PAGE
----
The Bunker, 53A Southwark Street London SE1 1RU Monday 5th – Sunday 25th August 2019
Opening The Bunker’s Autumn Season the curated festival This is Black will premiere theatre productions by four new and exciting Black British writers across an alternating double-bill. Exploring identity, family relationships and universal struggles, the festival will showcase All the Shit I Can’t Say to My Dad by Abraham Adeyemi and Blue Beneath My Skin by Macadie Amoroso with PYNEAPPLE by Chantelle Alle and Melissa Saint and Teleportation by Ronkẹ Adékoluẹjo.
The festival will also feature a visual art exhibition curated by Sophia Tassew, an art director and creative who has curated a number of sell-out exhibitions with brands such as ASOS and Converse. The exhibit will run every Sunday, highlighting the work of artists Amaal Mohamed, Sharon Adebisi and Taja Boodie in response to the stimulus, ‘What does it mean to be Black in the UK? Past, present and future’.
Abraham Adeyemi’s All the Shit I Can’t Say to My Dad is a musical exploration of unresolved conflicts within a strained parent relationship, from differences of faith to absent fatherhood. Through music the relationships are analysed and unspoken truths surface. Director Jade Lewis (Superhoe, Royal Court and Brighton Festival, Assistant Director for Nine Night, National Theatre and Trafalgar Studios) will bring the production to life, with casting still to be announced.
Macadie Amoroso will both write and star in her one-woman debut, Blue Beneath my Skin, directed by established actor Janet Etuk (TAO of Glass, Royal Exchange Theatre; Love, National Theatre, Birmingham Rep and UK Tour). Using her own experiences and poetic prose to capture the mixed- race experience of identity and knowing your heritage, Macadie explores the universal struggles of humanity – we can all feel blue regardless of race, gender, or ethnicity.
A debut from the SPYCE collective, PYNEAPPLE by writers Chantelle Elle and Melissa Saint, is a vibrant and humorous new play grappling with the stereotypes surrounding young black women. Set in a London hair salon, shampoo and social conditioning get the theatre treatment as a group of women come together with difference voices but same shared experiences. Directed by Abigail Sewell (The Lost Ones, Ovalhouse; Assistant Director for Pah-La, Royal Court Theatre; Things of Dry Hours, Young Vic) the cast includes co-writer Melissa Saint, as well as Amba Rose Mendy, Elise Palmer, and Odera Ndujiuba.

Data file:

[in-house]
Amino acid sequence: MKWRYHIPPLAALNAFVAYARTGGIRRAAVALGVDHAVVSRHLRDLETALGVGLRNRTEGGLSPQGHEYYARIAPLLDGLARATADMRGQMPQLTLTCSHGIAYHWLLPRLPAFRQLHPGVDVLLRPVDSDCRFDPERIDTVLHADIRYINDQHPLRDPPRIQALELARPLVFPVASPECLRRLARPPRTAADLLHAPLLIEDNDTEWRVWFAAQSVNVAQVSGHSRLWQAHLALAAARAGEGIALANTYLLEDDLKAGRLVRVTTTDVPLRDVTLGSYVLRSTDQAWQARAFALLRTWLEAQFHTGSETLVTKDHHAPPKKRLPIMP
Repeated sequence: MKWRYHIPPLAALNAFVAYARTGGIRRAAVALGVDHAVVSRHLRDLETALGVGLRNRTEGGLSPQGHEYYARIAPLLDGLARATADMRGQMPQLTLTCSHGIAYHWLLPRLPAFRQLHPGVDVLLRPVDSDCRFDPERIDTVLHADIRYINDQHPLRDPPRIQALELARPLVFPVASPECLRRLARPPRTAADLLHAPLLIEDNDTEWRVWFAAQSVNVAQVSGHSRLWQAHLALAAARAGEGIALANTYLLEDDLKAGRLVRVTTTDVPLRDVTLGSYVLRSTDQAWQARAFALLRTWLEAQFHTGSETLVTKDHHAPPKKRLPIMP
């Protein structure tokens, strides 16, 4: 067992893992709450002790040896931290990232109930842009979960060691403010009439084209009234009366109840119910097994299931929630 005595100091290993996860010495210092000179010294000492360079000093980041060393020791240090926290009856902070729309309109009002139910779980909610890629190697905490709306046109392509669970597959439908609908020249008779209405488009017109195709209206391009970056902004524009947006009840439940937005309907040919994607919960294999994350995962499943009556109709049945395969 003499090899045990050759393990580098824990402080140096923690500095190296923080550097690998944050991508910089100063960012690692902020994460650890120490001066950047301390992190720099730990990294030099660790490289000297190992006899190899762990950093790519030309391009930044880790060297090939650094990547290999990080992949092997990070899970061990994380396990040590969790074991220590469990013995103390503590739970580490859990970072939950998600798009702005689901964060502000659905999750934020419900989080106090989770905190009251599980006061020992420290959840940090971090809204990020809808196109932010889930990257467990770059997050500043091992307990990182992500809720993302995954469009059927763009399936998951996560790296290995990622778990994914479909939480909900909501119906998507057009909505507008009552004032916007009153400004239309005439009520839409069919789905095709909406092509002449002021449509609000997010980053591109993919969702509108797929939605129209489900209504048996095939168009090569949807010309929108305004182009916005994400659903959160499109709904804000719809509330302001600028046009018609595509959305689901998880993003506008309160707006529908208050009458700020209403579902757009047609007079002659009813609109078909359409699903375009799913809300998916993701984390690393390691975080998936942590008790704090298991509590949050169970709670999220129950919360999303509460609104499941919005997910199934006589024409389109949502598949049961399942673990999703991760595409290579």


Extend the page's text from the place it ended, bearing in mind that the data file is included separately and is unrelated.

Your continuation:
Differing cultures collide in the debut play Teleportation by actress Ronkẹ Adékoluẹjo (Doctor Who, BBC; The Mountaintop, Young Vic) when a carer meets her new disabled companion, exploring how two polar-opposites can share a single spirit, question their prejudices and discover themselves through one another. This will be directed by festival curator, Steven Kavuma (BOYS, Dalston Eastern Curve Garden; Assistant Director for Still No Idea, Royal Court Theatre), starring actress Antonia Layiwola.
This is Black curator Steven Kavuma comments, As a writer and director:
I have always wanted to go and showcase my work at the Edinburgh Fringe but have felt mindful of participating as I am aware of the mental and physical baggage it involves to be a Black artist presenting work in Edinburgh and other fringe theatre spaces which are often occupied by white people. I have heard stories from friends about their experiences from racial profiling, racist comments and white audiences unwilling to take flyers for their shows.
It feels as though there is only space, time, money and resources for a particular kind of person in this industry, who is always given the license to make “edgy”, “radical” and “experimental” work. When we do make work and take ownership of spaces, it is often branded by some critics as “aggressive”, “too loud”, “too violent” and “not challenging enough”. As an artist, this annoys me but as a Black person making work, it displaces me in this industry and in this country.
I believe that Blackness is not one dimensional; it is layered, complex, beautiful, ugly, angry, loud, and everything more that is unsaid and with all the plays in this festival, we aim to offer audiences a varied depiction of Black stories. With the DJ sets and exhibition, I hope this will begin to deconstruct how none or not regular theatregoers interact and engage with theatre.
This is Black aims to support, encourage and celebrate Black artists, and to create a supportive fringe festival experience that existing platforms do not always successfully provide. Friday and Saturday nights will also include a DJ set until late from Ashleigh Simone who has DJed events such as Sony Music Entertainment’s International Women’s Day Event, Boxpark Croydon Ree-Up Presents and Syco’s Annual Summer Party at the V&A museum.